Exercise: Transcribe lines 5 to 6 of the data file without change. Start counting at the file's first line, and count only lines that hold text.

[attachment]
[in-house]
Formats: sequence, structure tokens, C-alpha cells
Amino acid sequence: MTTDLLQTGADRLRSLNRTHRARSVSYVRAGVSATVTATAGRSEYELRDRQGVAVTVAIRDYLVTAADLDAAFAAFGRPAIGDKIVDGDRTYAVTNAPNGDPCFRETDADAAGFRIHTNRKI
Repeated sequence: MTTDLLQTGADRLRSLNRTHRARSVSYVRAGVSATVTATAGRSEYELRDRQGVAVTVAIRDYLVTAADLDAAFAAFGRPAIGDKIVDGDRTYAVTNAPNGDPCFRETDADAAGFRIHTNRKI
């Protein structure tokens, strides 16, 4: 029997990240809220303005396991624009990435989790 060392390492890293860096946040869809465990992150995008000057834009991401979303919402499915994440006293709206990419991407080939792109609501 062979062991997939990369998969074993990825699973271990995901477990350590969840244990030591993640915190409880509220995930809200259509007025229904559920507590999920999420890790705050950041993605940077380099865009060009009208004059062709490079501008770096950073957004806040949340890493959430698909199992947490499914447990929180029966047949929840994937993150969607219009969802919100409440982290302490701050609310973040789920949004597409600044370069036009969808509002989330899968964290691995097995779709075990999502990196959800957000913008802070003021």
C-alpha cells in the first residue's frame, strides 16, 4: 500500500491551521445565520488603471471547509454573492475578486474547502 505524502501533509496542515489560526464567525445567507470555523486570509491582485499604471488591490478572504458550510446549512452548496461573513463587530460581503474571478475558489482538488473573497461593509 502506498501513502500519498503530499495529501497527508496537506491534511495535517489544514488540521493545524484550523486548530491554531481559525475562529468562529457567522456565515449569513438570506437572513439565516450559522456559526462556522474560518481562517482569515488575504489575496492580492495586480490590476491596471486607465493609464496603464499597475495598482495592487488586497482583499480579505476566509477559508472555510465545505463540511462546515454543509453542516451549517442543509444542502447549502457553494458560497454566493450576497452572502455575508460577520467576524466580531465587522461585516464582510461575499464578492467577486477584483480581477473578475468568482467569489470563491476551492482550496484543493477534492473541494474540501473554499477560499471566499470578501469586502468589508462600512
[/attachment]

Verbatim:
């Protein structure tokens, strides 16, 4: 029997990240809220303005396991624009990435989790 060392390492890293860096946040869809465990992150995008000057834009991401979303919402499915994440006293709206990419991407080939792109609501 062979062991997939990369998969074993990825699973271990995901477990350590969840244990030591993640915190409880509220995930809200259509007025229904559920507590999920999420890790705050950041993605940077380099865009060009009208004059062709490079501008770096950073957004806040949340890493959430698909199992947490499914447990929180029966047949929840994937993150969607219009969802919100409440982290302490701050609310973040789920949004597409600044370069036009969808509002989330899968964290691995097995779709075990999502990196959800957000913008802070003021």
C-alpha cells in the first residue's frame, strides 16, 4: 500500500491551521445565520488603471471547509454573492475578486474547502 505524502501533509496542515489560526464567525445567507470555523486570509491582485499604471488591490478572504458550510446549512452548496461573513463587530460581503474571478475558489482538488473573497461593509 502506498501513502500519498503530499495529501497527508496537506491534511495535517489544514488540521493545524484550523486548530491554531481559525475562529468562529457567522456565515449569513438570506437572513439565516450559522456559526462556522474560518481562517482569515488575504489575496492580492495586480490590476491596471486607465493609464496603464499597475495598482495592487488586497482583499480579505476566509477559508472555510465545505463540511462546515454543509453542516451549517442543509444542502447549502457553494458560497454566493450576497452572502455575508460577520467576524466580531465587522461585516464582510461575499464578492467577486477584483480581477473578475468568482467569489470563491476551492482550496484543493477534492473541494474540501473554499477560499471566499470578501469586502468589508462600512